Fallout Continues in Tyre Nichols Case, United Nations Says Force Violated International Norms in Nichols and Keenan Anderson Incidents

Kisha Smith

Two Shelby County sheriff’s deputies—Jeremy Watkins and Johntavious Bowers—have been suspended without pay for five days for their failure to report that they were at the scene of the beating—which should have led to more oversight of the incident and intervention to help Nichols—in violation of several department policies.

The suspended officers were also cited for failing to keep their bodycams and in-car video turned on while at the arrest location.

“Because I had concerns about two deputies who appeared on the scene following the physical confrontation between police and Tyre Nichols, I ordered this internal investigation,” said Shelby County Sheriff Floyd Bonner Jr.

“Our investigation was thorough and complete. I am satisfied that the discipline given to these deputies was thorough and complete.”

The sheriff’s office said it moved forward with the discipline after determining that there would be no charges leveled against the two deputies by either the district attorney or the Tennessee Bureau of Investigation.

So far, six Memphis police officers and three fire department employees have been fired in the wake of the fatal beating.

Meanwhile, United Nations experts have expressed grave concern over the deaths of Keenan Anderson at the hands of the Los Angeles Police Department and Tyre Nichols, beaten by police in Memphis.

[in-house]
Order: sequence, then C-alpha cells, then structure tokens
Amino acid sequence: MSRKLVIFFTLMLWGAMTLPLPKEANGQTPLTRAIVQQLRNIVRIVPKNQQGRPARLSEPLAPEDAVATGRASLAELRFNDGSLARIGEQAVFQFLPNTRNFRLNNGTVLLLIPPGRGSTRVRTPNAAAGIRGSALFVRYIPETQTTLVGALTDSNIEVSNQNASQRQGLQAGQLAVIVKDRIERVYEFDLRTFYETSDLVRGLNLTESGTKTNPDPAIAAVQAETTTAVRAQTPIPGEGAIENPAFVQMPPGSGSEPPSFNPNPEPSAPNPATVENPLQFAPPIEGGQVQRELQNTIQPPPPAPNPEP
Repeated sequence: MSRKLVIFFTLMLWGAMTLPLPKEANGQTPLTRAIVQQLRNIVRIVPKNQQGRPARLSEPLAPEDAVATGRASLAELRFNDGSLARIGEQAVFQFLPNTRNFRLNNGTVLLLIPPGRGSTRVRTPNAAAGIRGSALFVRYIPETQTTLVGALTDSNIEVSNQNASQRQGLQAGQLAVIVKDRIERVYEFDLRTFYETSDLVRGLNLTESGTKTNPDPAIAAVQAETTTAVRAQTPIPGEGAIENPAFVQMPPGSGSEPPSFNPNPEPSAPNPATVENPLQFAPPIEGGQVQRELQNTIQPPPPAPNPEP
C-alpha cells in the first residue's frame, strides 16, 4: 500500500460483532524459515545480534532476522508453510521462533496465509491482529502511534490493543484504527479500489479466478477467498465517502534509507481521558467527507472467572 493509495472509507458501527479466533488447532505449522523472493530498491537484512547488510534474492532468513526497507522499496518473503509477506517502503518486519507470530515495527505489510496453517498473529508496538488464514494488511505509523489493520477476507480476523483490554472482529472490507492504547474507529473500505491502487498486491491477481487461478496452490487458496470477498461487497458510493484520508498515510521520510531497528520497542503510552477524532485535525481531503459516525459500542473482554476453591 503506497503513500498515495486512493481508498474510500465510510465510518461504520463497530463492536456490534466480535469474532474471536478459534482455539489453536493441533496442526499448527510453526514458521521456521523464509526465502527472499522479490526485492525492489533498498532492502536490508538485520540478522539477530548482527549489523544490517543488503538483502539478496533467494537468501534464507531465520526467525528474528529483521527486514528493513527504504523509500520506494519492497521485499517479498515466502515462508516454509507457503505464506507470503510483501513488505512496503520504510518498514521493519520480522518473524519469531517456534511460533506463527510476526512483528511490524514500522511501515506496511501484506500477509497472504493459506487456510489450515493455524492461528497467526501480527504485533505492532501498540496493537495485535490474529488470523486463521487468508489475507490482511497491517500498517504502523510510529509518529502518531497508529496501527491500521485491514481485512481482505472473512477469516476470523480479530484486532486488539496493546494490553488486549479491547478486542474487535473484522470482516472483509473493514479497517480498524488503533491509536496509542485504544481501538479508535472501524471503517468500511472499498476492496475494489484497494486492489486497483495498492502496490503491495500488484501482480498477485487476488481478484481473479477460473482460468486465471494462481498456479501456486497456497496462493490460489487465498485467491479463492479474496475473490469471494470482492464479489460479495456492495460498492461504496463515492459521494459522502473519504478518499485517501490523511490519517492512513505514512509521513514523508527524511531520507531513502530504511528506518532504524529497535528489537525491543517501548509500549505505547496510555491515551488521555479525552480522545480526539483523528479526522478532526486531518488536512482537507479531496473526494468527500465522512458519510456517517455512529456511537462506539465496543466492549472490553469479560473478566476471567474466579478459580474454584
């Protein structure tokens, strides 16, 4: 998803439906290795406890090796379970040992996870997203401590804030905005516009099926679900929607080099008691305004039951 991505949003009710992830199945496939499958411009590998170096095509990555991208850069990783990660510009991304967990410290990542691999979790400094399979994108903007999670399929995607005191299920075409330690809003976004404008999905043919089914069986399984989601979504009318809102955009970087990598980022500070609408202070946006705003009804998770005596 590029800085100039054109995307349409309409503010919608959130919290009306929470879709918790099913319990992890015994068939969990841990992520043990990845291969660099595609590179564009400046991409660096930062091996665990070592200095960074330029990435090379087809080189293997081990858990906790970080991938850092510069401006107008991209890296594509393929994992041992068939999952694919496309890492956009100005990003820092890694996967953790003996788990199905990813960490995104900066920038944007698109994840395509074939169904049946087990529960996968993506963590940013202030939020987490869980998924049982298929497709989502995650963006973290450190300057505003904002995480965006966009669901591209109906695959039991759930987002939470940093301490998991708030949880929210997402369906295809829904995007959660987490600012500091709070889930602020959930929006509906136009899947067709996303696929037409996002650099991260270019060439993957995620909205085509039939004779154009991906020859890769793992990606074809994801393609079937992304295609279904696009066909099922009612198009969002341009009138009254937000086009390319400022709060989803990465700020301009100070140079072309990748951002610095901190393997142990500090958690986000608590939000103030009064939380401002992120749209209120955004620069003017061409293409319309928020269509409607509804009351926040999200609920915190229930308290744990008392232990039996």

“The brutal deaths of Keenan Anderson and Tyre Nichols are more reminders of the urgency to act,” said Yvonne Mokgoro, Chairperson of the UN International Independent Expert Mechanism to Advance Racial Justice and Equality in the context of Law Enforcement.

In both cases, the experts stressed that the force used appears to have violated international norms protecting the right to life and prohibiting torture or other cruel, inhuman or degrading treatment or punishment. It is also not in line with standards set out under the United Nations Code of Conduct for Law Enforcement Officials and the Basic Principles on the Use of Force and Firearms by Law Enforcement Officials.

“The use of less-lethal weapons continues to raise serious concerns when it comes to States’ obligation to protect the right to life and the right to be free from torture and other ill-treatment. Such weapons can cause death, serious body injuries and permanent disability,” noted Morris Tidball-Binz, the Special Rapporteur on extrajudicial, summary or arbitrary executions.

“Following the invitation of the Government of the United States of America received last December to visit the country, the UN International Independent Expert Mechanism to Advance Racial Justice and Equality in the context of Law Enforcement will be conducting a much-needed official mission to the US in April 2023,” Mokgoro said. “We will engage with the Government and all relevant stakeholders to ensure that police brutality is addressed with determination and that victims and their families obtain justice”.

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